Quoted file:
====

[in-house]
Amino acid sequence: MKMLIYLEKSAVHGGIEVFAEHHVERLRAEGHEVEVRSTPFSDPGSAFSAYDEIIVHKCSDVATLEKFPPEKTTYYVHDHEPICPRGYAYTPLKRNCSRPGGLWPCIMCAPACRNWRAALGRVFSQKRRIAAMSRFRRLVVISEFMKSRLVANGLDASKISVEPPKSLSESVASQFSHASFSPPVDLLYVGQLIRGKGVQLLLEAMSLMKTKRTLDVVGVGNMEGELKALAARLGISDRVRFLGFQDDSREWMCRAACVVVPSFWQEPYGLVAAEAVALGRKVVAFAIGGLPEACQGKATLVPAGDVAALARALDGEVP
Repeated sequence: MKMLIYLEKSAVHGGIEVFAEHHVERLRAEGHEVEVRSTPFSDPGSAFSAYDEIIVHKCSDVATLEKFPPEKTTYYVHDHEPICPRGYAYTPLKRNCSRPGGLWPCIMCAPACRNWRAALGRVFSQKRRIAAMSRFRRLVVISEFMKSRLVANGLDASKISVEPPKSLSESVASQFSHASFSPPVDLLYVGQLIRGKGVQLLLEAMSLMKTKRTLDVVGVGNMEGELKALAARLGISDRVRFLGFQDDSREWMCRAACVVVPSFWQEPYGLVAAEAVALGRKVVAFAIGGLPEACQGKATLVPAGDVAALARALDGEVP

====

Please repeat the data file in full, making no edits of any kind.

[in-house]
Amino acid sequence: MKMLIYLEKSAVHGGIEVFAEHHVERLRAEGHEVEVRSTPFSDPGSAFSAYDEIIVHKCSDVATLEKFPPEKTTYYVHDHEPICPRGYAYTPLKRNCSRPGGLWPCIMCAPACRNWRAALGRVFSQKRRIAAMSRFRRLVVISEFMKSRLVANGLDASKISVEPPKSLSESVASQFSHASFSPPVDLLYVGQLIRGKGVQLLLEAMSLMKTKRTLDVVGVGNMEGELKALAARLGISDRVRFLGFQDDSREWMCRAACVVVPSFWQEPYGLVAAEAVALGRKVVAFAIGGLPEACQGKATLVPAGDVAALARALDGEVP
Repeated sequence: MKMLIYLEKSAVHGGIEVFAEHHVERLRAEGHEVEVRSTPFSDPGSAFSAYDEIIVHKCSDVATLEKFPPEKTTYYVHDHEPICPRGYAYTPLKRNCSRPGGLWPCIMCAPACRNWRAALGRVFSQKRRIAAMSRFRRLVVISEFMKSRLVANGLDASKISVEPPKSLSESVASQFSHASFSPPVDLLYVGQLIRGKGVQLLLEAMSLMKTKRTLDVVGVGNMEGELKALAARLGISDRVRFLGFQDDSREWMCRAACVVVPSFWQEPYGLVAAEAVALGRKVVAFAIGGLPEACQGKATLVPAGDVAALARALDGEVP